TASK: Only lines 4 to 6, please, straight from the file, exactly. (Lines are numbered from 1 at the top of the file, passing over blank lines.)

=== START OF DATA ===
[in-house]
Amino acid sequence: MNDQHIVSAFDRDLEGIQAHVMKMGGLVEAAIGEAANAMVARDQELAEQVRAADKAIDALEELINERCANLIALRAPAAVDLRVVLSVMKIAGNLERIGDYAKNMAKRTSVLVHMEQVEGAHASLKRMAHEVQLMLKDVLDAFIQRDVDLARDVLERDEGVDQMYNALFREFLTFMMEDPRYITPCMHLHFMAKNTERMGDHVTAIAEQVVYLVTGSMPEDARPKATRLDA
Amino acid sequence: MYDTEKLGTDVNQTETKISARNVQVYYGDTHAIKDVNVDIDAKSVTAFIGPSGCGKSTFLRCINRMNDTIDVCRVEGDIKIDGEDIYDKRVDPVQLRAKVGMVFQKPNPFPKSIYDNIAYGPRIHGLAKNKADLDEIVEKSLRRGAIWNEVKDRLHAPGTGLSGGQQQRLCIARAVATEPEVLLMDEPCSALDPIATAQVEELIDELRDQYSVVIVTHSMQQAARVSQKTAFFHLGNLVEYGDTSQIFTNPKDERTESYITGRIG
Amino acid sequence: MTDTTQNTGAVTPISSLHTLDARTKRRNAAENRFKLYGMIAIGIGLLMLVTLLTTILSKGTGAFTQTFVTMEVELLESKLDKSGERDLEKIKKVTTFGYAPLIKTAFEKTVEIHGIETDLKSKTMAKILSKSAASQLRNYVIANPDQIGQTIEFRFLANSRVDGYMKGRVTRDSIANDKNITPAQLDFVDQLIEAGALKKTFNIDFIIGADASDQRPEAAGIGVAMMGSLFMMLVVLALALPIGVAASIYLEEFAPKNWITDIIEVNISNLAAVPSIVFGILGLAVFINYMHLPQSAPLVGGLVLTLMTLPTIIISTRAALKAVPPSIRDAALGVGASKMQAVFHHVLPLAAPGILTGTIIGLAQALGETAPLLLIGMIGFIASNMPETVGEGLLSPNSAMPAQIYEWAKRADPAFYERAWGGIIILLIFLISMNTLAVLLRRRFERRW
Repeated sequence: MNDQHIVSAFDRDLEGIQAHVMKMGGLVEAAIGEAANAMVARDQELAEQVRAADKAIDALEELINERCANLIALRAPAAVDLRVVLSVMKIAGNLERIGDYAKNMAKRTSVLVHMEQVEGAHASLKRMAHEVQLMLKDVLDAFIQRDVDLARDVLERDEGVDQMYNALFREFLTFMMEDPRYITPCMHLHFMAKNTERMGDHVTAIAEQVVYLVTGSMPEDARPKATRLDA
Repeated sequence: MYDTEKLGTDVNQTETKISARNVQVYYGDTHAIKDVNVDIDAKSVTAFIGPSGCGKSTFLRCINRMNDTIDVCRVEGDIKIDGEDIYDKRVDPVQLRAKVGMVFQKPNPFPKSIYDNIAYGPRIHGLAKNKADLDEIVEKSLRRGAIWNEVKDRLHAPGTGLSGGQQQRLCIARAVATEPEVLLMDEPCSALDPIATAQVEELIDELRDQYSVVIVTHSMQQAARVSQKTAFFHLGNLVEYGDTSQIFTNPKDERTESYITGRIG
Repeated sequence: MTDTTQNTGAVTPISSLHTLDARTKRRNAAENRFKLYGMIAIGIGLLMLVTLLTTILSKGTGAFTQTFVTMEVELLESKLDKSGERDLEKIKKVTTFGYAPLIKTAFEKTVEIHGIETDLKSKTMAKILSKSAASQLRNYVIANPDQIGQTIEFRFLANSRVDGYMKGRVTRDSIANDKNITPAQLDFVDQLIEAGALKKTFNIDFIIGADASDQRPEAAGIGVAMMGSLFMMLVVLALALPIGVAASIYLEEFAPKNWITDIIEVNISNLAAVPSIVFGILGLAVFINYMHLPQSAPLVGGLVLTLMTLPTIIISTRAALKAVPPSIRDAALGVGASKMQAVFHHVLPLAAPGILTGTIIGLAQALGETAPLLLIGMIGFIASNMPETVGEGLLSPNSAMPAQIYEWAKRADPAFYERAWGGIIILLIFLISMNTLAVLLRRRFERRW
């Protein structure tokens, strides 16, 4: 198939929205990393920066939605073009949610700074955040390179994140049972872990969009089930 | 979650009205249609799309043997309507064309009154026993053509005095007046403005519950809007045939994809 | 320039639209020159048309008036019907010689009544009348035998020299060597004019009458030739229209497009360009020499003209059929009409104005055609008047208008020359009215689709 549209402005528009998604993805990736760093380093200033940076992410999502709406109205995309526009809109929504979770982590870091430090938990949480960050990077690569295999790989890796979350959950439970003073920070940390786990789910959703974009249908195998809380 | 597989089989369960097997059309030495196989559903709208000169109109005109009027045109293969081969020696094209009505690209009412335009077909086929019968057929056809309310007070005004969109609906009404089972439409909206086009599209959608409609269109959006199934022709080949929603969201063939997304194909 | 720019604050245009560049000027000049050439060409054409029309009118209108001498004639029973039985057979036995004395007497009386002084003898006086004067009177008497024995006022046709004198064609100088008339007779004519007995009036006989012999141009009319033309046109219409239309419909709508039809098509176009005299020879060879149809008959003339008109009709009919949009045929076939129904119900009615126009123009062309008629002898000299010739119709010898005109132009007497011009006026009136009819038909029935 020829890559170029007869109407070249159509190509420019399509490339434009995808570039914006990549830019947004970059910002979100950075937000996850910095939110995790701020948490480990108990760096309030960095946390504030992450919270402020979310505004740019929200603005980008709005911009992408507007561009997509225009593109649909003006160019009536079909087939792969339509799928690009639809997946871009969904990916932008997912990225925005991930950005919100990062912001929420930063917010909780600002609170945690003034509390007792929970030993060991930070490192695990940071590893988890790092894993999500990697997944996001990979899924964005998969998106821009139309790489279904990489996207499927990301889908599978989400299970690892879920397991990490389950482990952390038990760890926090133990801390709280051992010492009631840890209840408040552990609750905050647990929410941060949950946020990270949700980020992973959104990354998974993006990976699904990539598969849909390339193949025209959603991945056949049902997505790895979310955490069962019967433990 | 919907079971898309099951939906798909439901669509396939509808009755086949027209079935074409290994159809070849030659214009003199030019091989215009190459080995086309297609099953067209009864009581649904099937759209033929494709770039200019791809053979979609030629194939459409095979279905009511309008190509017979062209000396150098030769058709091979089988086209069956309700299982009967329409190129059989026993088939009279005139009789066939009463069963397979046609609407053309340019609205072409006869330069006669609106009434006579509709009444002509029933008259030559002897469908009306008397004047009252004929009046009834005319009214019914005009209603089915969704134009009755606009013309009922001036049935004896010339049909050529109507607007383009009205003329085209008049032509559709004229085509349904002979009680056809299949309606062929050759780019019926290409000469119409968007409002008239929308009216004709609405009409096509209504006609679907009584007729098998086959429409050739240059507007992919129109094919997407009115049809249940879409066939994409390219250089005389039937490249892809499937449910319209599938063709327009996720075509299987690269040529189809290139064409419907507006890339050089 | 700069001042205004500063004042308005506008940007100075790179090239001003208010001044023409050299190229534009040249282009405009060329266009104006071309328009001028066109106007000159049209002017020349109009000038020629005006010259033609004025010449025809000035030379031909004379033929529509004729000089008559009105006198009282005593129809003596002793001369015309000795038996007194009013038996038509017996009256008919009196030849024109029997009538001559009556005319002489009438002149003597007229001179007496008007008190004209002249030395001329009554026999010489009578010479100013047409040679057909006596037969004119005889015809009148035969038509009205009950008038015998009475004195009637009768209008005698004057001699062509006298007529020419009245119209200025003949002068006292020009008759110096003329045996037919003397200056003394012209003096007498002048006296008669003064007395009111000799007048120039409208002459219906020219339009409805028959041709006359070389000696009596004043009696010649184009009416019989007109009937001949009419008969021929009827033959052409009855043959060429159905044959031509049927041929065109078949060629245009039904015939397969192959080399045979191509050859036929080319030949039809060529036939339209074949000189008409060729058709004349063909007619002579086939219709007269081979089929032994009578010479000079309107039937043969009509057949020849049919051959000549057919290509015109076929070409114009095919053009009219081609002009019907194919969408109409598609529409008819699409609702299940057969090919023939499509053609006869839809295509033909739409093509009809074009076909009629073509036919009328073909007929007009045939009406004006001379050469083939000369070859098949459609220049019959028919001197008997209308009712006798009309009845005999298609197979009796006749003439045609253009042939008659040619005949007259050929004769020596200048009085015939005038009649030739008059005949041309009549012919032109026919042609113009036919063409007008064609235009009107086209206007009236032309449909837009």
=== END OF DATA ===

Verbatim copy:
Amino acid sequence: MTDTTQNTGAVTPISSLHTLDARTKRRNAAENRFKLYGMIAIGIGLLMLVTLLTTILSKGTGAFTQTFVTMEVELLESKLDKSGERDLEKIKKVTTFGYAPLIKTAFEKTVEIHGIETDLKSKTMAKILSKSAASQLRNYVIANPDQIGQTIEFRFLANSRVDGYMKGRVTRDSIANDKNITPAQLDFVDQLIEAGALKKTFNIDFIIGADASDQRPEAAGIGVAMMGSLFMMLVVLALALPIGVAASIYLEEFAPKNWITDIIEVNISNLAAVPSIVFGILGLAVFINYMHLPQSAPLVGGLVLTLMTLPTIIISTRAALKAVPPSIRDAALGVGASKMQAVFHHVLPLAAPGILTGTIIGLAQALGETAPLLLIGMIGFIASNMPETVGEGLLSPNSAMPAQIYEWAKRADPAFYERAWGGIIILLIFLISMNTLAVLLRRRFERRW
Repeated sequence: MNDQHIVSAFDRDLEGIQAHVMKMGGLVEAAIGEAANAMVARDQELAEQVRAADKAIDALEELINERCANLIALRAPAAVDLRVVLSVMKIAGNLERIGDYAKNMAKRTSVLVHMEQVEGAHASLKRMAHEVQLMLKDVLDAFIQRDVDLARDVLERDEGVDQMYNALFREFLTFMMEDPRYITPCMHLHFMAKNTERMGDHVTAIAEQVVYLVTGSMPEDARPKATRLDA
Repeated sequence: MYDTEKLGTDVNQTETKISARNVQVYYGDTHAIKDVNVDIDAKSVTAFIGPSGCGKSTFLRCINRMNDTIDVCRVEGDIKIDGEDIYDKRVDPVQLRAKVGMVFQKPNPFPKSIYDNIAYGPRIHGLAKNKADLDEIVEKSLRRGAIWNEVKDRLHAPGTGLSGGQQQRLCIARAVATEPEVLLMDEPCSALDPIATAQVEELIDELRDQYSVVIVTHSMQQAARVSQKTAFFHLGNLVEYGDTSQIFTNPKDERTESYITGRIG